“Active Revolution,” by James Mumm, Infoshop.org, 1998, 19 p.

An anarchist-based overview of how to think about societal change.

“Can We Change the World without Taking Power?” by John Holloway and Alex Callinicos, ZNet, August 16, 2005, 27 p.

Should our strategy be focused on getting state power, or building alternatives to the state? — A debate at the World Social Forum, January 27, 2005.

“Activists with Staying Power — Acting Globally: Transnational NGOs and Political Networks,” by David Walls, The Workbook, Fall/Winter 1998, 6 p.

Acting locally is not enough; we need to network globally. Focus on global environmental networks — with historical depth and practical suggestions for action.

“Global People’s Law?” by Jeremy Brecher, Z Strategy and Vision Sessions, May 4, 2006, 14 p.

Given the corruption, usurpation, and bias of the established means for interpreting and enforcing global constitutional law, it is the obligation of the people of the world to correct the failures of interpretation and implementation of the global constitution. Given such an obligation, there must also be a right to take the action necessary to fulfill the obligation.

“Turning the World Upside Down: Building an International Order from the Grassroots Up,” by Milan Rai, Z Strategy and Vision Sessions, May 23, 2006, 5 p.

In the absence of real equality, the global majority can check the excesses of the powerful, institutionalize those restraints, and form watchdog institutions that pose a significant countervailing influence.

“We Can Win!,” by Michael Albert, Z Magazine, November 1, 1994, 11 p.

The possibilities for change, with five strategic lessons learned over the last few decades.

Additional Resources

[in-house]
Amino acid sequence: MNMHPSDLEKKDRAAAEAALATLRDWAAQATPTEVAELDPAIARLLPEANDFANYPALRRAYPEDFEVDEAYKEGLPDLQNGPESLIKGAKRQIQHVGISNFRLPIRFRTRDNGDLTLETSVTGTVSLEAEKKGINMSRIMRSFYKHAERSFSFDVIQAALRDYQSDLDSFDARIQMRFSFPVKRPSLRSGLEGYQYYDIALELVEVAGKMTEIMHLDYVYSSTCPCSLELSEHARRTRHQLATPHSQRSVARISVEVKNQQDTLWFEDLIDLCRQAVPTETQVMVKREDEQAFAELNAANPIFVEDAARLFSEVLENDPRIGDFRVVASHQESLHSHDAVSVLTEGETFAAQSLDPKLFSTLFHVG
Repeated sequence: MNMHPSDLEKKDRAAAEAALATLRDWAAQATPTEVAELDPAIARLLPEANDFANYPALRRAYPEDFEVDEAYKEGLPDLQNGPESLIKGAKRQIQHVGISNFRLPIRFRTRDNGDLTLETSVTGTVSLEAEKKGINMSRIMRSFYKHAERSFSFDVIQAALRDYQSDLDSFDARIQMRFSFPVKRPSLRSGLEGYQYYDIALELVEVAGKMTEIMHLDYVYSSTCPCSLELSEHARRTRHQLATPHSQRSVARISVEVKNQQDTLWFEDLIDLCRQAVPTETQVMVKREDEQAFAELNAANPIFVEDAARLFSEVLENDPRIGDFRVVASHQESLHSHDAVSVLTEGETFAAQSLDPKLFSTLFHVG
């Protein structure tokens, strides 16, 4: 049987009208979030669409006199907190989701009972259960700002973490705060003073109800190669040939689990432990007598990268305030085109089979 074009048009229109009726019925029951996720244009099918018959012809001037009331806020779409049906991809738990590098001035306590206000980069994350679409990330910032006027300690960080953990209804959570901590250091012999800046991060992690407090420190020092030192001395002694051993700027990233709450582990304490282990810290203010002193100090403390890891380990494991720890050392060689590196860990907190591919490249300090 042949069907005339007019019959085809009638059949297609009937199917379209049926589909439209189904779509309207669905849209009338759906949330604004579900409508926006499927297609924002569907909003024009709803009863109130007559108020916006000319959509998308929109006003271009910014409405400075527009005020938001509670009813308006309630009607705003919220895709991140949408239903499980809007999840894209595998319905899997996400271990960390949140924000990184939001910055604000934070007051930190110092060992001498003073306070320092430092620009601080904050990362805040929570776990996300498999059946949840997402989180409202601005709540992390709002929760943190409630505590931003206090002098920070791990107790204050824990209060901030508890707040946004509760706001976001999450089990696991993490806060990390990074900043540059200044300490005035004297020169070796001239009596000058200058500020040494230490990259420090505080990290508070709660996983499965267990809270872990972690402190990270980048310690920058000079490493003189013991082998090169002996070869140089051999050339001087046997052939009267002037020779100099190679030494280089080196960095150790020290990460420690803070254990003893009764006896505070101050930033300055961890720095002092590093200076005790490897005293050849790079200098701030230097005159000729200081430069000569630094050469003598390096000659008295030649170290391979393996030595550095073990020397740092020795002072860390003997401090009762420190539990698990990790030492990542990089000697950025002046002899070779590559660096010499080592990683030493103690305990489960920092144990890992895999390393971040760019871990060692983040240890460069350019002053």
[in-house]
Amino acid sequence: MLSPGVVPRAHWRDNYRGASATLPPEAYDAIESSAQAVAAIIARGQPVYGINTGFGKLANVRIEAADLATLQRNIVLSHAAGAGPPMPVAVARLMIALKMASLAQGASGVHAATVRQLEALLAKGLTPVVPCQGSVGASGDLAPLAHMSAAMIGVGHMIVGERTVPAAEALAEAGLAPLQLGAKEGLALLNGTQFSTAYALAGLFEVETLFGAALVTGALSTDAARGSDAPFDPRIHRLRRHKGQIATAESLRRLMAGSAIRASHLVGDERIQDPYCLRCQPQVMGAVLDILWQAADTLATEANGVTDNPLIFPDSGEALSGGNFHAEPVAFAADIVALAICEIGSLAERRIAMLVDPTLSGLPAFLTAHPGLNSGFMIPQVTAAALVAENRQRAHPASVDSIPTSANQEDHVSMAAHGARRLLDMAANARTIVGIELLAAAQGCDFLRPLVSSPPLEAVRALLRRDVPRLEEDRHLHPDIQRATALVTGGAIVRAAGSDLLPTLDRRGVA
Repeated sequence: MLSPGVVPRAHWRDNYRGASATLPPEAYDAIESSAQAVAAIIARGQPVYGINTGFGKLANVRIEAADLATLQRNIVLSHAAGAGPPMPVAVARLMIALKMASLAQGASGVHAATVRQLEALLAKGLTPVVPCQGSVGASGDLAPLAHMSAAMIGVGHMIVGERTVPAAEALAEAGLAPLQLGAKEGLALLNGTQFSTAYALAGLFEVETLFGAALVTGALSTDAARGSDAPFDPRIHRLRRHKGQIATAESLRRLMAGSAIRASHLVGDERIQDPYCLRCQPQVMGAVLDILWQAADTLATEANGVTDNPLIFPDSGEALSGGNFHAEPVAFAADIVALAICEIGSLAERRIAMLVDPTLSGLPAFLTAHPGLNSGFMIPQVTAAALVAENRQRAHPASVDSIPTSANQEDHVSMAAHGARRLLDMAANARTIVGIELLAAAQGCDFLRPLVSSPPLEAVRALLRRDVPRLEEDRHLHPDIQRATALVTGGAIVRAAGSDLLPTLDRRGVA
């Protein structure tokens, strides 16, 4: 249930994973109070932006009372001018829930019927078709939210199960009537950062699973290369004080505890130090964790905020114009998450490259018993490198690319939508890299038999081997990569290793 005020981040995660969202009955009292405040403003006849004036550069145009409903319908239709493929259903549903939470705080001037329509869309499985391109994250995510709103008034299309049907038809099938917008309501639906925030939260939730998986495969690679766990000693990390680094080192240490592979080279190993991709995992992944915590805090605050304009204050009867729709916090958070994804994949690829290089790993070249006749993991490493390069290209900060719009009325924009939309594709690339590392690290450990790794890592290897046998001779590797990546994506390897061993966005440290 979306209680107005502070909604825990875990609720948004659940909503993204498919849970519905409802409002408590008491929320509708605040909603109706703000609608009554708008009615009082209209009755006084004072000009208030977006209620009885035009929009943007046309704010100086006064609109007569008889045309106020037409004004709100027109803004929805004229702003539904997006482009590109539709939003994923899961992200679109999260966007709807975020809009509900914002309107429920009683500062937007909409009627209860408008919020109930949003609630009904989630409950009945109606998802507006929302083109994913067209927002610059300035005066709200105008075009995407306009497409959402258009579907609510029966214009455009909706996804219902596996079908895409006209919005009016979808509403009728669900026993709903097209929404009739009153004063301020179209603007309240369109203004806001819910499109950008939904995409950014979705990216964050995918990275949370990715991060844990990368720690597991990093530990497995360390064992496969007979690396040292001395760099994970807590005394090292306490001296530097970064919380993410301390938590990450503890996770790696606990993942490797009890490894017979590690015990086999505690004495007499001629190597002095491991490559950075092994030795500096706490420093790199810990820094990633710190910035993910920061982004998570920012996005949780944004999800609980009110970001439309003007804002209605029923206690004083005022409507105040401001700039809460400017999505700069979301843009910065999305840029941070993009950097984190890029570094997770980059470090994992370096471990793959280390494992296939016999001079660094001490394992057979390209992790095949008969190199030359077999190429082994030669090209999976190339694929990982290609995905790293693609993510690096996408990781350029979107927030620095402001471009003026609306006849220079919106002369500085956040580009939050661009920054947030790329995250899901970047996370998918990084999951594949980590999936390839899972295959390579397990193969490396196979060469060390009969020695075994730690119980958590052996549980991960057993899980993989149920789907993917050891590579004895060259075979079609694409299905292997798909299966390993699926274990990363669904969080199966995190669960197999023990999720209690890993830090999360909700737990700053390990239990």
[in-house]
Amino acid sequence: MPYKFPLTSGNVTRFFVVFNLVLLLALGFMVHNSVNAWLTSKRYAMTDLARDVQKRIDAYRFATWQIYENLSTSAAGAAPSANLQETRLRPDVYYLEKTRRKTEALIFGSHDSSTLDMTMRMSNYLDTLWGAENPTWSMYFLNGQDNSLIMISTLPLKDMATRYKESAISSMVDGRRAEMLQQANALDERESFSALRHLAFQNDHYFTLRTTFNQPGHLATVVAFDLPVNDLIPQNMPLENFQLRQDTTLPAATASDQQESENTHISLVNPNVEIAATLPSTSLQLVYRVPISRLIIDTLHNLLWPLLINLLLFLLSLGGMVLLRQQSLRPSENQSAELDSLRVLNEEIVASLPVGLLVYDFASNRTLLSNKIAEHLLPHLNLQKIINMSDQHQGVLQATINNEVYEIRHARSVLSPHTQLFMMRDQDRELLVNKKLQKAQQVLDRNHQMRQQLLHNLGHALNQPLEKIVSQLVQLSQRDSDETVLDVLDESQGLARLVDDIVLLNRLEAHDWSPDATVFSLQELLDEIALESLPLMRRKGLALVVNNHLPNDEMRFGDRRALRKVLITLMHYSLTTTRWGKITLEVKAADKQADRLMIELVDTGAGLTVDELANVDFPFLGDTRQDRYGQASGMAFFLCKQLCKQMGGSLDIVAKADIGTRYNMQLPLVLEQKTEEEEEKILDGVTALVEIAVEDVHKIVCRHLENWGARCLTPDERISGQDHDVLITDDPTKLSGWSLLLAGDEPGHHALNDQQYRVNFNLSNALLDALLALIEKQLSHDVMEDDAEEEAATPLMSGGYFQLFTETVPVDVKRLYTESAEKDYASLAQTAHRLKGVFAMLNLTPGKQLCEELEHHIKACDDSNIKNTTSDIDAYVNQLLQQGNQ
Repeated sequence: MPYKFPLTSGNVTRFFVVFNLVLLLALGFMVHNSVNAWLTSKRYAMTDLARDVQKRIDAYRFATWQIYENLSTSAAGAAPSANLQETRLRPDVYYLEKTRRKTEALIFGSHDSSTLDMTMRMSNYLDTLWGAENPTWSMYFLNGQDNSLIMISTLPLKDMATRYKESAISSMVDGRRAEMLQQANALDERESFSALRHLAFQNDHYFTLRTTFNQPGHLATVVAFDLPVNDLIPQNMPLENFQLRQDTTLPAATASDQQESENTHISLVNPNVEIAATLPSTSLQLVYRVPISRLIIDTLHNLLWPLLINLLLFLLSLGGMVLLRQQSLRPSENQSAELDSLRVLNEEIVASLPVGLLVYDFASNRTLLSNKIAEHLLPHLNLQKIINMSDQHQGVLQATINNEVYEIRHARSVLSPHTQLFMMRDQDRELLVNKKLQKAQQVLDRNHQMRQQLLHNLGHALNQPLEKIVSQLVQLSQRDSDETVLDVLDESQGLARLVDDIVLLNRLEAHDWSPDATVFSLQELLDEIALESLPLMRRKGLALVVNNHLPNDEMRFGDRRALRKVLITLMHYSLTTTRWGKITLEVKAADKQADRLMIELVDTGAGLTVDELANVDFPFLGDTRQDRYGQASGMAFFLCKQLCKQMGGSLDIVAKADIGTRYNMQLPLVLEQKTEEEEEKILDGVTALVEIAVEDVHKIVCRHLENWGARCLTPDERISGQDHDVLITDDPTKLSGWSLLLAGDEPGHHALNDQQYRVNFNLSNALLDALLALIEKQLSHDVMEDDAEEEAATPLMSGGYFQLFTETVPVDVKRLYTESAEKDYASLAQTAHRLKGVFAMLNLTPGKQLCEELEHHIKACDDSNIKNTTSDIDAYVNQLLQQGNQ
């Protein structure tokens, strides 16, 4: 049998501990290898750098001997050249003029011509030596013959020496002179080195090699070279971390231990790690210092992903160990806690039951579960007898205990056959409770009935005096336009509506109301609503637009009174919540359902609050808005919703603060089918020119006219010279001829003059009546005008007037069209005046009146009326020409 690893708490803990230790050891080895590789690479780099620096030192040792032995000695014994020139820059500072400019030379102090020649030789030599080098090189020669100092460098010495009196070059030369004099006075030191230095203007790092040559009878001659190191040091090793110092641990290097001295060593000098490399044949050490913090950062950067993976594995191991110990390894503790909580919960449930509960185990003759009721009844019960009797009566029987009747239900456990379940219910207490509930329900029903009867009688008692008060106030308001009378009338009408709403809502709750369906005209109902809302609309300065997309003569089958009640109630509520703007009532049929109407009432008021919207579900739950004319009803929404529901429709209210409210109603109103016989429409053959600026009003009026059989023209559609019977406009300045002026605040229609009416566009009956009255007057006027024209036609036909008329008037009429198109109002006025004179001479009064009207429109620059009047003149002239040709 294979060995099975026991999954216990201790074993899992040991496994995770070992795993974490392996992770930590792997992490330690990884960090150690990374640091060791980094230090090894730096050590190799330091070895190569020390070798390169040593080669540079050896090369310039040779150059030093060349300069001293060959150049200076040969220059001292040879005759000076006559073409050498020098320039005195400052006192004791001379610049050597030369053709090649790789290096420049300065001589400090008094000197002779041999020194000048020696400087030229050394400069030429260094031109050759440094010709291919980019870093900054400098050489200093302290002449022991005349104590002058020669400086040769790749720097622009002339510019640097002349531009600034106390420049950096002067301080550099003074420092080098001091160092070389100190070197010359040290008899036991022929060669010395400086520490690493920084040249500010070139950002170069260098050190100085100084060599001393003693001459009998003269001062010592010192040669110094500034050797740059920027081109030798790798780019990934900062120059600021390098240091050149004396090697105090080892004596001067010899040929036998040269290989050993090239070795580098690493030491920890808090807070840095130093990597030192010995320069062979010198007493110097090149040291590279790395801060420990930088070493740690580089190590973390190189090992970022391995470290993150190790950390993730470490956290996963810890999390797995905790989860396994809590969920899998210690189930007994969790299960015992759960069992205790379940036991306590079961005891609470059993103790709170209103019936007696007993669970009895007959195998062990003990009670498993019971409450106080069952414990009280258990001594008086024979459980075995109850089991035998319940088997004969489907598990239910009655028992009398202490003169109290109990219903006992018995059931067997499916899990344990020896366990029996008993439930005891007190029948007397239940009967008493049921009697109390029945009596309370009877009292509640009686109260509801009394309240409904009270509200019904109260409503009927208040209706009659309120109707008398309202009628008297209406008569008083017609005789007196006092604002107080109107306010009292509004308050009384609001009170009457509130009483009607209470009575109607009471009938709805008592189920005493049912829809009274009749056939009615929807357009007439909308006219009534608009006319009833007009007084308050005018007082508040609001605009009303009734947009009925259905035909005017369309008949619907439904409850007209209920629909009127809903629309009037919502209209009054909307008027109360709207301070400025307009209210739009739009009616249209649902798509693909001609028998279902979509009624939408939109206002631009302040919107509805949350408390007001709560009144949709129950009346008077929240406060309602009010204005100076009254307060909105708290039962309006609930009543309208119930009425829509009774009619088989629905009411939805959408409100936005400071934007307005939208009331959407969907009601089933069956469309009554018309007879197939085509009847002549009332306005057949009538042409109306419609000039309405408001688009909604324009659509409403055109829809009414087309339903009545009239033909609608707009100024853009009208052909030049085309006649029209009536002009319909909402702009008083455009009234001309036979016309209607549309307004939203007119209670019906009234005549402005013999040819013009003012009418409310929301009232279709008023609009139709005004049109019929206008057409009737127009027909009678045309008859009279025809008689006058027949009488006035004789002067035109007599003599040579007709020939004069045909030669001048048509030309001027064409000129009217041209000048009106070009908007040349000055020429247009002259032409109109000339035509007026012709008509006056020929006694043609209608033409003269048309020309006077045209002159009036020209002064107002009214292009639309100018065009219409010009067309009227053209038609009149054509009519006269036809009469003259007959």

“A Pacifist Dictionary,” by Kate Maloy, Nonviolence.org, 4 p.

Pacifists say: In every moment, act, vote, speak, and choose not for that moment but for what it can give rise to — hatred or compassion, war or peace. Be alert for the old ways and the old rhetoric and recognize what they truly stand for, which is more and deeper peril. Uphold humanity’s first principle at every personal and national decision point, not just when it is convenient.

“Philosophy of Nonviolence,” by David McReynolds, Nonviolence.org, 56 p.

The basic philosophy of nonviolence and nonviolent action.

“Nonviolent Action as the Sword That Heals: Challenging Ward Churchill’s ‘Pacifism As Pathology,’ ” by George Lakey, Training for Change, March 2001, 33 p.

Like Churchill, Lakey is looking for sources of power that are strong enough to cut away the chains of injustice and oppression, and at the same time support the healing of this scarred planet Earth and its trampled people. Like Martin Luther King, Lakey believes that nonviolent action is that “sword that heals.”

“How to Develop Peace Teams: the Light Bulb Theory” by George Lakey, Training for Change, 10 p.

Nonviolent action is a broad term that includes 3 very different applications: social change, social defense, and third-party nonviolent intervention. The light bulb theory of development is that we need to know what we want to invent and how that is different from other (equally worthy) applications of nonviolent action.

“History is a Weapon: Strategizing for a Living Rebolution,” by George Lakey, Training for Change, June 2002, 254 p.

In overthrowing Serbian dictator Slobadan Milosevi, Otpur activists asked: which are the pillars of support needed by the dictatorship? Then: what are the tactics that will weaken those pillars?


Next Reading Set Collection: U. Next Steps